Can Our Mortgage Be Saved By Squatters Who Are Not Paying Their Mortgage Payments???
The last few years have been interesting to say the least, We've all seen home values deflate, unemployment increase, and investments devalued. And once that is done, it starts all over again in a vicious cycle.
We're all looking for answers:
How can we turn the economy around?
How can we establish sustained job growth?
Why is Jersey Shore still on TV?
Is there really a shadow inventory of REO homes and what can we do about it?
It goes on and on and on, lots of problems but very few possible answers. A recent article on Bloomberg authored by Robert Willis and John Gittelsohn may offer some hope, albeit from an unusual source.
The article describes how many (former) homeowners have been squatting in their homes, holding out against the pending or past foreclosure and using their unpaid mortgage payments to pay down loans, revolving c/c debt, or to buy cans of catfood for dinner until they find better employment. Beleive it or not, those people on your street who are setting fires in their living rooms to keep warm may be our way out of this mess.
This 'squatter's rent' is estimated to approach $50 billion in 2011. These monies are expected to contribute to a 2.8% increase in consumer spending this year. Consumer confidence is a key part of the vicious cycle I mentioned earlier. Investments falter, consumers lose confidence and restrict spending to increase savings, companies lower production and layoff employees, unemployment leads to home values declining, and MBS and other investments falter again.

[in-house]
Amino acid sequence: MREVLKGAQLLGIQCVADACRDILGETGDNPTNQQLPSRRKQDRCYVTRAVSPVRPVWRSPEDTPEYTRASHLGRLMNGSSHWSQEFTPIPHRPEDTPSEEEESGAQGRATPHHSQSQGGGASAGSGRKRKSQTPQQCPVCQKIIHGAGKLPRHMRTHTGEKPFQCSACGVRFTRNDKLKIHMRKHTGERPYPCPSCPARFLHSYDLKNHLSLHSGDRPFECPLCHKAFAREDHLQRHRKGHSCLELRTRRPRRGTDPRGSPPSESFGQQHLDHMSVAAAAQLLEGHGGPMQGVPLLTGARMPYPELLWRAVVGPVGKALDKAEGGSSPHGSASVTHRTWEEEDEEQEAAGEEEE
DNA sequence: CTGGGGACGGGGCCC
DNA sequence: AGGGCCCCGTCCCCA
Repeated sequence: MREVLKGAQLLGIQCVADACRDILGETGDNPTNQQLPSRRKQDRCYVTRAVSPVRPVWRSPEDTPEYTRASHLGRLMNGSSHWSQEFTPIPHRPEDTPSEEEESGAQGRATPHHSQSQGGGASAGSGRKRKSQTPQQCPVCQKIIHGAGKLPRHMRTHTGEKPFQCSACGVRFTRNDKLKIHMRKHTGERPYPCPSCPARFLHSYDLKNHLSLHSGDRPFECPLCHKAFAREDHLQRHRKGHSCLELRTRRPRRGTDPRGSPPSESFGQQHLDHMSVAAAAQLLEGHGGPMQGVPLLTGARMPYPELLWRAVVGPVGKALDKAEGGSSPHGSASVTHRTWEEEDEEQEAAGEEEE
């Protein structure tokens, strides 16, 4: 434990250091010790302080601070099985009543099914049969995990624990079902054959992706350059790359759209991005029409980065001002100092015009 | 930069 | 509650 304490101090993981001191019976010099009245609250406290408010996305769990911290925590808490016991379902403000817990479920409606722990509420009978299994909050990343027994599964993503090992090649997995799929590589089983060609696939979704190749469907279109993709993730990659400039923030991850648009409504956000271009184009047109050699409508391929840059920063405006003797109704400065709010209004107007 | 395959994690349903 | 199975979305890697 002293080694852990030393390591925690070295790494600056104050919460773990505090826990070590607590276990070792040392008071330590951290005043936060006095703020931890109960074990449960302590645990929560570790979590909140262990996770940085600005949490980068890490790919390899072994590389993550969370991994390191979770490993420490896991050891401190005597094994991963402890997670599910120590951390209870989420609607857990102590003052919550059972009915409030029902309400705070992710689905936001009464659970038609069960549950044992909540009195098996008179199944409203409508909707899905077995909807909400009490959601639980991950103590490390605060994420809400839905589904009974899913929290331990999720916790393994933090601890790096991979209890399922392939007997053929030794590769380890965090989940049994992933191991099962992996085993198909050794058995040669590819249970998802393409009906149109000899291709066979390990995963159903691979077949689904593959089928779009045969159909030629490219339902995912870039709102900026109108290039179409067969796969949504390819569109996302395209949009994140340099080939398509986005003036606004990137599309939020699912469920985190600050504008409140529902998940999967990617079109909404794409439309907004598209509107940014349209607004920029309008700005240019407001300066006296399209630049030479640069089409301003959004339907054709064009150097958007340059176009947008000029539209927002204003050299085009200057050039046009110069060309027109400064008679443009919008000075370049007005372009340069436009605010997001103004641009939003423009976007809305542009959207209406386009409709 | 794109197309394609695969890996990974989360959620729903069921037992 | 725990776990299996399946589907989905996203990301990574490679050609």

We Americans are great at living in the moment and we definately do not like to sit around in a funk. I expect that we are already tiring of tightening the belt and even those of us with little expendable income will be looking for ways to live it up a bit. Squatters and former homeowners that are now renting can spend more than when they were keeping their mortgage current. Getting these dollars pumpled into the economy could lead to a decrease in unemployment or possibly even job growth.
If this newfound source of (somewhat) discretionary funds are really in the billions of dollars we may just find that these squatters who are occupying the 'shadow inventory' will contribute more to our recovery than we might like to admit. That said though, the huge increase in unemployment over the last year may also be why Jersey Shore is still on.